Chesterfield County Public Schools of Virginia Chooses Enterprise WLAN

Guided by a long-term strategic plan, Chesterfield County Public Schools of Virginia is working to achieve its vision of providing an engaging and relevant education that prepares students to thrive in a rapidly changing world.

The large district encompasses 62 schools — 38 elementary schools, 12 middle schools, 11 high schools — (11 specialty centers within high schools), and one technical center. Some 58,764 students attend Chesterfield schools, and the district employs 7,815 full-time and part-time positions.

Like any sprawling, cutting-edge school district, an enterprise-class wireless network is vital. All school districts are facing a massive influx brought by the BYOD trend, and on top of that, most districts must do more of their annual state tests via computer. This computer-based-testing emphasis means that most school districts have outgrown their computer labs.

The Challenge
Before implementing Aerohive, Chesterfield County Public Schools didn’t have a proper wireless network. The few wireless computers they did have were for faculty only – no student access — and they weren’t centrally managed.

“We held out on wireless until the solutions met our needs,” said Achim Purdy, Network Manager at Chesterfield County Public Schools.

Considering the Alternatives
Chesterfield had a “bake-off” with three vendors on its short list. They considered many factors including cost, ease of management, the underlying infrastructure required to maintain the APs, and scalability. “And then we just boiled that down to what met our needs,” Purdy said.

There were some technology considerations in the school district that led his team to wanting a controller-less network that has “APs with the knowledge on the edge,” Purdy said.

“Our WAN circuits were somewhat suspect back in those days,” he said. “So going with a controller module just didn’t fit our needs.”

Chesterfield schools ultimately, chose Aerohive for its cost, security, the ease of setup and management and the cooperative control of the APs.

Deployment / HiveManager
Chesterfield has so far deployed more than 2,000 Aerohive APs. These include AP121s (cost-effective, enterprise-grade 2x2 MIMO solution) AP350s (high-performance, 3 stream, 802.11n Access Point with external antennas designed for challenging indoor environments) and the AP170s (high-performance outdoor Access Points).

The wireless project started about two years ago, and all schools in the district now have coverage, Purdy said.

For command and control, Purdy and his team are using the HiveManager. “It’s very intuitive,” he said. “We can take guys on the network team that may not be as familiar as they should be with wireless, and we introduce them to an interface that is very intuitive. You don’t have to be a wireless specialist in order to navigate through and troubleshoot and see statuses.”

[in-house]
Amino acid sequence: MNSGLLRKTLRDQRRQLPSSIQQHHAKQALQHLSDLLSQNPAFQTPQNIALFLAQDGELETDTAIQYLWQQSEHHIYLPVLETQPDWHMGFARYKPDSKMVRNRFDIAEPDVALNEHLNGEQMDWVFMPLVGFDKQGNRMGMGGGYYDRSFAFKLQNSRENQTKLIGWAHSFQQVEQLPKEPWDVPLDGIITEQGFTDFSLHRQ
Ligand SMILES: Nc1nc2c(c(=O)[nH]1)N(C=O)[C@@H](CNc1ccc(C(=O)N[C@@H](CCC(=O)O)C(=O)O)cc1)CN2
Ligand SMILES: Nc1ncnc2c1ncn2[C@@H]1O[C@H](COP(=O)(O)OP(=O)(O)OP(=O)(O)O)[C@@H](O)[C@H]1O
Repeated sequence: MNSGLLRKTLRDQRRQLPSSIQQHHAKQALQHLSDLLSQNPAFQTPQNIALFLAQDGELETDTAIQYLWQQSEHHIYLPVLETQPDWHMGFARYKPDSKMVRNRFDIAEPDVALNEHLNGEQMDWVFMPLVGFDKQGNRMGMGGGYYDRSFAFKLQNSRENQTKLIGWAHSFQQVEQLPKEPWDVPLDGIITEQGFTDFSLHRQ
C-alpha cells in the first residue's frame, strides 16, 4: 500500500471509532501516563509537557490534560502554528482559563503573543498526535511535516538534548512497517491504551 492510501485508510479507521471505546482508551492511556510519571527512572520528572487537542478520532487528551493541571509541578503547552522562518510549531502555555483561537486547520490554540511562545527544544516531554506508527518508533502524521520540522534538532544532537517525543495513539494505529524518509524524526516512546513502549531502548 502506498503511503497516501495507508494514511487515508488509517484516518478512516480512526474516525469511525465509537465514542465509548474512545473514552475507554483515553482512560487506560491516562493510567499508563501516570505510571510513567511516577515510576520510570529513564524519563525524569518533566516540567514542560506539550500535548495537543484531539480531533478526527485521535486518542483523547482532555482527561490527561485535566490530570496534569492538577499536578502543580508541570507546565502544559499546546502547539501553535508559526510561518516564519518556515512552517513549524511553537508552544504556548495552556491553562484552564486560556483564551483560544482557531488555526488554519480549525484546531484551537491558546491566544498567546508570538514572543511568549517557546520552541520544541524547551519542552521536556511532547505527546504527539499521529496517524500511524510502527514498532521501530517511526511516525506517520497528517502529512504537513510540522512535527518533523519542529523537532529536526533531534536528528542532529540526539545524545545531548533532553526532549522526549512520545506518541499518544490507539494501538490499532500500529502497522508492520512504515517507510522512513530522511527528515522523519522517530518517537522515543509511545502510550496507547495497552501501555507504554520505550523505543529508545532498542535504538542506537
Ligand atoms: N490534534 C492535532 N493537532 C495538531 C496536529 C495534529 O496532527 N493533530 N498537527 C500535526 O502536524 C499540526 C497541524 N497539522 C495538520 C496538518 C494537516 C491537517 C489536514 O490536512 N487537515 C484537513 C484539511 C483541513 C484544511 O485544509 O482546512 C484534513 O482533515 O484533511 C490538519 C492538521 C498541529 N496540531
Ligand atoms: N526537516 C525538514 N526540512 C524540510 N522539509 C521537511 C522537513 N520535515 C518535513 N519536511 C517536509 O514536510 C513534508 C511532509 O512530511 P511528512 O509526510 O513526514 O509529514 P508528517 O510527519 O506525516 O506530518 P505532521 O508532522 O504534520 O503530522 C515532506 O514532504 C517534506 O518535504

“The real-time information you get with HiveManager — showing you the health of your network — is very nice,” he said.

Purdy’s boss also benefits with HiveManager. “It’s something that I can launch and immediately get a comprehensive view of the wireless network, and what areas have the heavy users,” said Adam Seldow, Ed.D. Executive Director of Technology, Chesterfield County Public Schools. “I can gain a better appreciation of network saturation and just by popping into the HiveManager. I use it to make decisions.”

Results & Recommendations
One Aerohive feature Purdy finds particularly useful is “the settings of how far we extend our signal in order to manage our throughput based on signal strength.” He then keeps tabs on that throughput. “We tell the APs not to accept any beacon request under a certain data rate. So if a weak connection is associated or attempted, we send you to another AP that might be able to service you better. So the clients that are in the data throughput range don’t have to wait for you. They don’t have to wait for the slower clients to respond.”

“From my perspective, Aerohive’s wireless is one of the few things where we know the exact cost,” Seldow said. “And we know that we can buy as many or as few units as we need at any point in time. It’s one of those rare things in technology where any bit of funding you can use towards it will help make your network more robust. If you had to buy big switches or anything else there’s certainly a large fixed cost involved. We can scale up quickly and at different rates just by simply buying APs.”

When asked if he’d recommend Aerohive to others, Seldow that he already has done so. “I’ve used Aerohive successfully in two fairly large school districts now, and it’s one of the few things that just works.”